When watching Ryan Tannehill, I saw that he was consistently good at throwing downfield in 2015, and while his Accuracy% did not compare to other QBs, he did not have the awful throws many other QBs had, which is another key factor in my grading. I’m perfectly fine with incompletions and interceptions, but throws that miss wide open receivers, go straight into a defender’s arms, or are made without any sense or field awareness get downgraded. Regarding Teddy, he wasn’t spectacular, but he also avoided the dumb throws.

Derek Carr actually started out really well in the first half of the season before making more bad throws in the 2nd half of 2015. The same thing happened to Andy Dalton. That’s why these grades look so much more different than the numbers suggest. Each throw is weighted equally, so a touchdown or interception doesn’t mean your grade gets boosted really high.

Russell Wilson, for another example, wasn’t the most accurate QB, but I gave him an A+ because his completions were consistently fantastic, and he avoided making any glaring throws. That’s really where his grade comes from.

 

Q: Did you make this chart to be controversial?

 

A: No. Having spent the last 5 months doing deep ball research (starting on injured quarterbacks like Andy Dalton and Joe Flacco first), the last thing I would want to do is manufacture my opinions to get retweets. The retweets simply came because I posted the chart, and the reactions blew up.

I made this chart to provide people free access to an alternative version of stat keeping and film watching. Pro Football Focus, with all due respect to them, does not release most of their unique stats for free, as they are a growing business that’s been high in regard amongst many people.

No one had really made an entire section dedicated to deep passes, so I went out of my way to create a list on Deep Ball Quarterbacks from 2014. My grading methods were far different back then, as I did not use All-22 for my film watching, but Twitter exploded in a similar matter.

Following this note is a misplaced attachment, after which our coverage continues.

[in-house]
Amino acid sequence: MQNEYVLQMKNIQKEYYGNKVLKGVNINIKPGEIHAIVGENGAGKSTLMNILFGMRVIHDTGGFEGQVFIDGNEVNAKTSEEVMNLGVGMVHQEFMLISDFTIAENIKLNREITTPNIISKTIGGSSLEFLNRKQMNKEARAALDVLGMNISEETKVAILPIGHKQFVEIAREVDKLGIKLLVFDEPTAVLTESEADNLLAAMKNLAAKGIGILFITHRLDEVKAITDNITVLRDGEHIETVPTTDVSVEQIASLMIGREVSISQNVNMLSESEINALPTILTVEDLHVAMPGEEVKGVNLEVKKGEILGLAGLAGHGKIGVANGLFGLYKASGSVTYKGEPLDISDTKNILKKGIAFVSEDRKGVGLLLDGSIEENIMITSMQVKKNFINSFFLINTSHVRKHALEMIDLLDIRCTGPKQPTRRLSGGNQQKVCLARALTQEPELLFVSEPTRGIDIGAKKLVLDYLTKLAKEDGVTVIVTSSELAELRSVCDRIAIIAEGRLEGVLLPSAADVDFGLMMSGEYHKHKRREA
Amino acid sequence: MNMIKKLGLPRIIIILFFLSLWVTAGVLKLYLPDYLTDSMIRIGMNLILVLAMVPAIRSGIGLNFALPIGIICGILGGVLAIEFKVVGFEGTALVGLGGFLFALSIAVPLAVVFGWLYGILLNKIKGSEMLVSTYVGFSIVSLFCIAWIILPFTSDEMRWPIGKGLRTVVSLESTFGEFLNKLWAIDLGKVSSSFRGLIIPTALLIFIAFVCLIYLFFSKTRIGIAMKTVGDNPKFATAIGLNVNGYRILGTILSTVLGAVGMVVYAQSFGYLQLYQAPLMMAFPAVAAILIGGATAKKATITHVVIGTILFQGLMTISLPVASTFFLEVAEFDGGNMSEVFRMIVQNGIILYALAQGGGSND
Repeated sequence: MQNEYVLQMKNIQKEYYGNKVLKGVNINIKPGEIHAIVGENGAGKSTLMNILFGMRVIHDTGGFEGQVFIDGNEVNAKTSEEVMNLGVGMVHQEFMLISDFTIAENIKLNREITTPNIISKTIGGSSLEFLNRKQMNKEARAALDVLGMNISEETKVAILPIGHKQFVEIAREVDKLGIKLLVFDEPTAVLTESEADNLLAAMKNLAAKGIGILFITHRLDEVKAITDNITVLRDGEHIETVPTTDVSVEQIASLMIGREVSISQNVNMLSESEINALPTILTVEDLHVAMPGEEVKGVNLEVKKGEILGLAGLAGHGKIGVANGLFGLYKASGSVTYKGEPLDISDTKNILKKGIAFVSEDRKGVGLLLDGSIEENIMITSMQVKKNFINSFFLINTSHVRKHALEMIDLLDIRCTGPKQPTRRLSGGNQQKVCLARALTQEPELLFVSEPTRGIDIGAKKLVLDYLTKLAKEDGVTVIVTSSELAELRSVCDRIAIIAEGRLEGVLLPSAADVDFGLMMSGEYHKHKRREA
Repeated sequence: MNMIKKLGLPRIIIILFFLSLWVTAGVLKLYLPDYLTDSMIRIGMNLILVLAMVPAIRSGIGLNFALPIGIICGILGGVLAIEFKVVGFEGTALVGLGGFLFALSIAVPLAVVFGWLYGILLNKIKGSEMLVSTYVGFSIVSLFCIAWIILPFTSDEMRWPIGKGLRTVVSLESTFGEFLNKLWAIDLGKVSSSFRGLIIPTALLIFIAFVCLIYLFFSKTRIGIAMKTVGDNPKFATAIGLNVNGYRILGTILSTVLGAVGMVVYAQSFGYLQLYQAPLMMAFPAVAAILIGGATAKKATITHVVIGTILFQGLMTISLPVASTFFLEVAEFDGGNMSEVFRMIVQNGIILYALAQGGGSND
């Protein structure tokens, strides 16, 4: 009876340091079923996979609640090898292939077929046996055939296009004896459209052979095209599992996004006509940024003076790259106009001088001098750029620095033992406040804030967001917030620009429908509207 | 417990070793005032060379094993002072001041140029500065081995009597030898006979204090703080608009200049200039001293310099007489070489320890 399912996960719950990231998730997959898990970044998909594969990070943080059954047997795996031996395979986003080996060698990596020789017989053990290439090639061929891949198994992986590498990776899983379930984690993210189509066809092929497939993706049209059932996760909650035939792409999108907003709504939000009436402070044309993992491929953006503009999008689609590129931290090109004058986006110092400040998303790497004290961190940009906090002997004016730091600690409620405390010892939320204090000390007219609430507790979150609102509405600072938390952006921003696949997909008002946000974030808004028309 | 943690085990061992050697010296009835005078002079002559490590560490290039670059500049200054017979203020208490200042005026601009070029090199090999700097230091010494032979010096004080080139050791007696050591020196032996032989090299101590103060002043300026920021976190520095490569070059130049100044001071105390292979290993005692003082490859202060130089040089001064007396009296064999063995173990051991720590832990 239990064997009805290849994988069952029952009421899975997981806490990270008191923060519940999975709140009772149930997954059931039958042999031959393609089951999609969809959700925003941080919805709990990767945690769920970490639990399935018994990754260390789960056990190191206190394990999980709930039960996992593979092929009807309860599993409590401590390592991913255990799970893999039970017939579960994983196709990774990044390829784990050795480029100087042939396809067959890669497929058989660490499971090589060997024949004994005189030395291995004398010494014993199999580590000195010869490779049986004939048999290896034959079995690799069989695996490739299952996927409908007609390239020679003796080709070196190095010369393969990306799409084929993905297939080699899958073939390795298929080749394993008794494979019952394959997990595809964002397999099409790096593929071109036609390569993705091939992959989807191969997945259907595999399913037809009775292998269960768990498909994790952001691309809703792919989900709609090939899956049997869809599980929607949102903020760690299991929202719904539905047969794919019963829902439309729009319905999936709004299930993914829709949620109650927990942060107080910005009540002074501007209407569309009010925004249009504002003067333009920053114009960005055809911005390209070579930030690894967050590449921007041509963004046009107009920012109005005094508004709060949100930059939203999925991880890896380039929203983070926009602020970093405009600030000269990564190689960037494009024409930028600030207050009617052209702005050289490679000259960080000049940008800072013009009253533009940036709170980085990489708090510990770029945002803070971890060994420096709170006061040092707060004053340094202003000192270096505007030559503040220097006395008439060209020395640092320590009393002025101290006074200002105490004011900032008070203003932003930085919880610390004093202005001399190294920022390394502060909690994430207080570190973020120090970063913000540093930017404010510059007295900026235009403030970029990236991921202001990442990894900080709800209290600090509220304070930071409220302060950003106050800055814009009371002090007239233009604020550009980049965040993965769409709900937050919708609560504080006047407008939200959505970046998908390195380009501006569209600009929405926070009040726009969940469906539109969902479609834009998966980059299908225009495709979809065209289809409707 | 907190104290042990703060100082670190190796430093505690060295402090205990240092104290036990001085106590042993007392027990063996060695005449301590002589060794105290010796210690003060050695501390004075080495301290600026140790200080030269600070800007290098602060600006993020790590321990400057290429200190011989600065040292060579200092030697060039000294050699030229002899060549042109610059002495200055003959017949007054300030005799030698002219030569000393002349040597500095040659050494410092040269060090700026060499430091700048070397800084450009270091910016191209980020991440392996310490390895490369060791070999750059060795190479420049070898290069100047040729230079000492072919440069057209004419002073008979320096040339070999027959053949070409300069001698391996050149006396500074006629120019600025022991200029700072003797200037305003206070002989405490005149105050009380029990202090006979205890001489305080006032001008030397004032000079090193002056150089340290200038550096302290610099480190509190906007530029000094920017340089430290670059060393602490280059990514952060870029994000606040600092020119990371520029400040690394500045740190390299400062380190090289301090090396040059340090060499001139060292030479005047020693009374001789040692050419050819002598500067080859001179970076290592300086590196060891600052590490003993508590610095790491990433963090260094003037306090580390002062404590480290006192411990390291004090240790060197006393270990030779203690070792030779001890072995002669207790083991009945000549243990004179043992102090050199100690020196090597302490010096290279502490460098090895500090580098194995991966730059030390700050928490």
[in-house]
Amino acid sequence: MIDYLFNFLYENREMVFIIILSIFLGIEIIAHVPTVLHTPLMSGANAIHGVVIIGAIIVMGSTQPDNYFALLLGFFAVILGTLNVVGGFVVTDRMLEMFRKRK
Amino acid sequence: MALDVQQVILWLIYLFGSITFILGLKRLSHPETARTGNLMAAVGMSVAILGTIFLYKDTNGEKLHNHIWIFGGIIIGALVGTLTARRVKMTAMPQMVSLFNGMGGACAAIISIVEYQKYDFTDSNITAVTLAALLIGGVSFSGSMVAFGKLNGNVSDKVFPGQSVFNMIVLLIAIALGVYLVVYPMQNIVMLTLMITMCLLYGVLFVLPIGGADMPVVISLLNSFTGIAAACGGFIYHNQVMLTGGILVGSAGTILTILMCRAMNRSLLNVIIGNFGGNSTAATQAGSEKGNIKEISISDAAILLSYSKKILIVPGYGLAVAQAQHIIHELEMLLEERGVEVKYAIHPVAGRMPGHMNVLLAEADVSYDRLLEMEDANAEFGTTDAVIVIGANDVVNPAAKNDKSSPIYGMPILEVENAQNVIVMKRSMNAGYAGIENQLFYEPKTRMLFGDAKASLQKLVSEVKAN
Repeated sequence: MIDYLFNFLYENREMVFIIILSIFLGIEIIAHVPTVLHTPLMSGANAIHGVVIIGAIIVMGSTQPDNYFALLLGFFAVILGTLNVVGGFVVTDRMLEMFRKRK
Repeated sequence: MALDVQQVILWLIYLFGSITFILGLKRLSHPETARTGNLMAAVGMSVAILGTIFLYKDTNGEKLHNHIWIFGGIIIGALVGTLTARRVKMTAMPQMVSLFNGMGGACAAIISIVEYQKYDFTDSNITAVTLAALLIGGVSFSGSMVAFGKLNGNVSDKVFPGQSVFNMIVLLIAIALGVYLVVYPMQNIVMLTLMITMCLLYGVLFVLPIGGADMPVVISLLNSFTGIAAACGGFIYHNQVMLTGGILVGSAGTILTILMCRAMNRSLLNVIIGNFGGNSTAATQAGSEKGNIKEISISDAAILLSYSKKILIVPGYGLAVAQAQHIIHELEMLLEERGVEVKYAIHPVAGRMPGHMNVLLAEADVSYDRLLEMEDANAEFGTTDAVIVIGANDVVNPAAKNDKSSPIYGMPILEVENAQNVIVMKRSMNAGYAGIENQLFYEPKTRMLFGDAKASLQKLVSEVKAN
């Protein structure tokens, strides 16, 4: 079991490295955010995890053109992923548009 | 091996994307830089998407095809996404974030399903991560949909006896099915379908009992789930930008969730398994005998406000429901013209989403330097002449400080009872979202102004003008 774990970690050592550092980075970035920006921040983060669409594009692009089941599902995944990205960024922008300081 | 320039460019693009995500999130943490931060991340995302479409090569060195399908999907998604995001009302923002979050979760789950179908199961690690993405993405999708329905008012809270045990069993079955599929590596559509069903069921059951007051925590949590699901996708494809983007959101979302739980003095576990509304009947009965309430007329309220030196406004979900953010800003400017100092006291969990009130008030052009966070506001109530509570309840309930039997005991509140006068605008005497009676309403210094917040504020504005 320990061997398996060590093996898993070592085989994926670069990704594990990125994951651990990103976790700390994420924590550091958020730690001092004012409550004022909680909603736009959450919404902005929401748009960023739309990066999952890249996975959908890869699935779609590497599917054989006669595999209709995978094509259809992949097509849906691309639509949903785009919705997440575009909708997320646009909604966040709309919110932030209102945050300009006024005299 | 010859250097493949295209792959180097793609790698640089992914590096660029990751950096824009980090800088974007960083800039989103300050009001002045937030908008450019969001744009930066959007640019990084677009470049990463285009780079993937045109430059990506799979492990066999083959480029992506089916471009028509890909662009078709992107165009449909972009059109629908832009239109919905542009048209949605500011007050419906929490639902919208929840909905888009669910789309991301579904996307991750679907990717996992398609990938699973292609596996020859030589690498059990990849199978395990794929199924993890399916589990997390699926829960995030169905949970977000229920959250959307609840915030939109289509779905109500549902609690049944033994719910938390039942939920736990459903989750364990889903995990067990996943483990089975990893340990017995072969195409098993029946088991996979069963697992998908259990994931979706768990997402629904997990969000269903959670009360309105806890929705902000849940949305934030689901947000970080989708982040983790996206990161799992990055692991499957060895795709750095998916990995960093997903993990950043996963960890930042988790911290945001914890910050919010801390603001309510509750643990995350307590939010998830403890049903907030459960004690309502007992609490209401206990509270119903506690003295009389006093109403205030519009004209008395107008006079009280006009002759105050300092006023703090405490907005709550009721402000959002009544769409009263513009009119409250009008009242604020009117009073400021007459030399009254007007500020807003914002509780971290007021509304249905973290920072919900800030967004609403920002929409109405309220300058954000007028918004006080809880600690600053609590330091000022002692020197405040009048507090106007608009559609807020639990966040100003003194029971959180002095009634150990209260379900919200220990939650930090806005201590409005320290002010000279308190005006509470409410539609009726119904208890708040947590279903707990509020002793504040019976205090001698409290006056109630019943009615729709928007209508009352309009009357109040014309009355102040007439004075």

Someone like Skip Bayless, Colin Cowherd, or Clay Travis would not dedicate the extensive amount of time and painstaking research into a project such as this. Those guys are controversial because they manufacture their opinions in order to get a reaction out of people. I’m not apart of that “shock value” and don’t wish to be.

Granted, I do try to get reactions out of people, but this is because I want people to form their own reactions to my charting. I also do not wish for people to look at my work as the gospel, but rather as a tool for their own research and projects.

That’s the long answer to this question.

 

Q: Does your grading reflect on your overall opinions of the QB?

 

A: Absolutely not. Tom Brady, for example, graded out with a D+, but he’s one of the best quarterbacks in the league because of his success on intermediate throws. While someone like Blake Bortles graded out higher, his overall decision making is currently nowhere near that of Brady’s.

While a higher graded QB is more likely to be a better overall QB in my opinion, I prefer Ben Roethlisberger over guys like Carson Palmer and Russell Wilson when it comes to heading into next season.

 

If I have any more FAQs, I will post them here.